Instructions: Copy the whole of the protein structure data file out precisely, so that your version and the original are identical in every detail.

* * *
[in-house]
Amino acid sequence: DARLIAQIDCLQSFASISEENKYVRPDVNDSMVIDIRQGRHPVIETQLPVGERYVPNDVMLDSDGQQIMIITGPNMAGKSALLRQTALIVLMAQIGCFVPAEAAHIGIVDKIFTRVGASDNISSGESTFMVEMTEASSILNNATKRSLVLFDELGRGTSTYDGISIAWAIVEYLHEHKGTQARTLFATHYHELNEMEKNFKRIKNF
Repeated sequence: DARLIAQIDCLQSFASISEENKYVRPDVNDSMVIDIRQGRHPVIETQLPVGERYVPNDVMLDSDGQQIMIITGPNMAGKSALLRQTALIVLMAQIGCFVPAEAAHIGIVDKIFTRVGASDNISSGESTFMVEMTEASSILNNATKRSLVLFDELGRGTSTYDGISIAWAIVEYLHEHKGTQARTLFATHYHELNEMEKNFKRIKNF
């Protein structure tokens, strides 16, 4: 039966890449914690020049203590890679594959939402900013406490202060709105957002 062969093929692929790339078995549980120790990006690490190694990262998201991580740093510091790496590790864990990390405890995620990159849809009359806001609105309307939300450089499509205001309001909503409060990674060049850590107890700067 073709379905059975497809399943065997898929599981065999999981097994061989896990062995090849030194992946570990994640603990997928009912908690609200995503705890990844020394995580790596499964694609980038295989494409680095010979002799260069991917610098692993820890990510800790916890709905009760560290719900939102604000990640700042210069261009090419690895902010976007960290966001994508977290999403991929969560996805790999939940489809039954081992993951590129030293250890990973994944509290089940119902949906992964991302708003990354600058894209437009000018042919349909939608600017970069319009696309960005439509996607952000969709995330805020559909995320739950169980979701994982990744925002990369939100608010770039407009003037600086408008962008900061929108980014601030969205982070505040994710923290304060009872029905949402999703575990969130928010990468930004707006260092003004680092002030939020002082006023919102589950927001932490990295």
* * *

[in-house]
Amino acid sequence: DARLIAQIDCLQSFASISEENKYVRPDVNDSMVIDIRQGRHPVIETQLPVGERYVPNDVMLDSDGQQIMIITGPNMAGKSALLRQTALIVLMAQIGCFVPAEAAHIGIVDKIFTRVGASDNISSGESTFMVEMTEASSILNNATKRSLVLFDELGRGTSTYDGISIAWAIVEYLHEHKGTQARTLFATHYHELNEMEKNFKRIKNF
Repeated sequence: DARLIAQIDCLQSFASISEENKYVRPDVNDSMVIDIRQGRHPVIETQLPVGERYVPNDVMLDSDGQQIMIITGPNMAGKSALLRQTALIVLMAQIGCFVPAEAAHIGIVDKIFTRVGASDNISSGESTFMVEMTEASSILNNATKRSLVLFDELGRGTSTYDGISIAWAIVEYLHEHKGTQARTLFATHYHELNEMEKNFKRIKNF
């Protein structure tokens, strides 16, 4: 039966890449914690020049203590890679594959939402900013406490202060709105957002 062969093929692929790339078995549980120790990006690490190694990262998201991580740093510091790496590790864990990390405890995620990159849809009359806001609105309307939300450089499509205001309001909503409060990674060049850590107890700067 073709379905059975497809399943065997898929599981065999999981097994061989896990062995090849030194992946570990994640603990997928009912908690609200995503705890990844020394995580790596499964694609980038295989494409680095010979002799260069991917610098692993820890990510800790916890709905009760560290719900939102604000990640700042210069261009090419690895902010976007960290966001994508977290999403991929969560996805790999939940489809039954081992993951590129030293250890990973994944509290089940119902949906992964991302708003990354600058894209437009000018042919349909939608600017970069319009696309960005439509996607952000969709995330805020559909995320739950169980979701994982990744925002990369939100608010770039407009003037600086408008962008900061929108980014601030969205982070505040994710923290304060009872029905949402999703575990969130928010990468930004707006260092003004680092002030939020002082006023919102589950927001932490990295």